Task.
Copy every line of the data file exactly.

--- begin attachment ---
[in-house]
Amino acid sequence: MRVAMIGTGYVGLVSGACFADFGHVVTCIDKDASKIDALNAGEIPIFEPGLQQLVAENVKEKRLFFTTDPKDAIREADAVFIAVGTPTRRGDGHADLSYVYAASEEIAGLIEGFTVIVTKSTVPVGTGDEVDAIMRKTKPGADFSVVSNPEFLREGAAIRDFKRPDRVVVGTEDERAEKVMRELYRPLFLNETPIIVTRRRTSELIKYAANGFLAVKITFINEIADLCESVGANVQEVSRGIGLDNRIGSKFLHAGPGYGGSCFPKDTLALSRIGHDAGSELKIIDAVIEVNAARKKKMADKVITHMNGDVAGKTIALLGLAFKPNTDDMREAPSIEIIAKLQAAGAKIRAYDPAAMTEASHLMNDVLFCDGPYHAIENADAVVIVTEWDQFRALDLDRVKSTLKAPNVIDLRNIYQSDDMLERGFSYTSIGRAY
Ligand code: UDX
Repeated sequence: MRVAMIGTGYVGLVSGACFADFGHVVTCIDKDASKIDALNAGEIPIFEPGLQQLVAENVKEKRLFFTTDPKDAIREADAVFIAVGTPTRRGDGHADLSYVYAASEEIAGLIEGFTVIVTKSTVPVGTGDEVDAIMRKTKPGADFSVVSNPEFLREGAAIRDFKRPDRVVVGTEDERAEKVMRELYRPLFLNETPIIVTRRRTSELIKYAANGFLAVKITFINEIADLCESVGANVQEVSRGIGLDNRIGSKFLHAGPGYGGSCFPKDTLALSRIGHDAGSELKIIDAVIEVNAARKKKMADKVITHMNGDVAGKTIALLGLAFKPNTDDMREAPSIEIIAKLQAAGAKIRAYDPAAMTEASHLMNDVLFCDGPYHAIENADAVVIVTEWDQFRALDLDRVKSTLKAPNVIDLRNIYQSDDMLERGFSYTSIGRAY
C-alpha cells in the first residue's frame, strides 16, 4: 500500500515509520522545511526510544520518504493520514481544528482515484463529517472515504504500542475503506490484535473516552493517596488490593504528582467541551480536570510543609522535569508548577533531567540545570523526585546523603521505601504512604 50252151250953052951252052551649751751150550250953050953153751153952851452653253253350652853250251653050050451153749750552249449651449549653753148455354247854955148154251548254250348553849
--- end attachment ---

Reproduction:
[in-house]
Amino acid sequence: MRVAMIGTGYVGLVSGACFADFGHVVTCIDKDASKIDALNAGEIPIFEPGLQQLVAENVKEKRLFFTTDPKDAIREADAVFIAVGTPTRRGDGHADLSYVYAASEEIAGLIEGFTVIVTKSTVPVGTGDEVDAIMRKTKPGADFSVVSNPEFLREGAAIRDFKRPDRVVVGTEDERAEKVMRELYRPLFLNETPIIVTRRRTSELIKYAANGFLAVKITFINEIADLCESVGANVQEVSRGIGLDNRIGSKFLHAGPGYGGSCFPKDTLALSRIGHDAGSELKIIDAVIEVNAARKKKMADKVITHMNGDVAGKTIALLGLAFKPNTDDMREAPSIEIIAKLQAAGAKIRAYDPAAMTEASHLMNDVLFCDGPYHAIENADAVVIVTEWDQFRALDLDRVKSTLKAPNVIDLRNIYQSDDMLERGFSYTSIGRAY
Ligand code: UDX
Repeated sequence: MRVAMIGTGYVGLVSGACFADFGHVVTCIDKDASKIDALNAGEIPIFEPGLQQLVAENVKEKRLFFTTDPKDAIREADAVFIAVGTPTRRGDGHADLSYVYAASEEIAGLIEGFTVIVTKSTVPVGTGDEVDAIMRKTKPGADFSVVSNPEFLREGAAIRDFKRPDRVVVGTEDERAEKVMRELYRPLFLNETPIIVTRRRTSELIKYAANGFLAVKITFINEIADLCESVGANVQEVSRGIGLDNRIGSKFLHAGPGYGGSCFPKDTLALSRIGHDAGSELKIIDAVIEVNAARKKKMADKVITHMNGDVAGKTIALLGLAFKPNTDDMREAPSIEIIAKLQAAGAKIRAYDPAAMTEASHLMNDVLFCDGPYHAIENADAVVIVTEWDQFRALDLDRVKSTLKAPNVIDLRNIYQSDDMLERGFSYTSIGRAY
C-alpha cells in the first residue's frame, strides 16, 4: 500500500515509520522545511526510544520518504493520514481544528482515484463529517472515504504500542475503506490484535473516552493517596488490593504528582467541551480536570510543609522535569508548577533531567540545570523526585546523603521505601504512604 50252151250953052951252052551649751751150550250953050953153751153952851452653253253350652853250251653050050451153749750552249449651449549653753148455354247854955148154251548254250348553849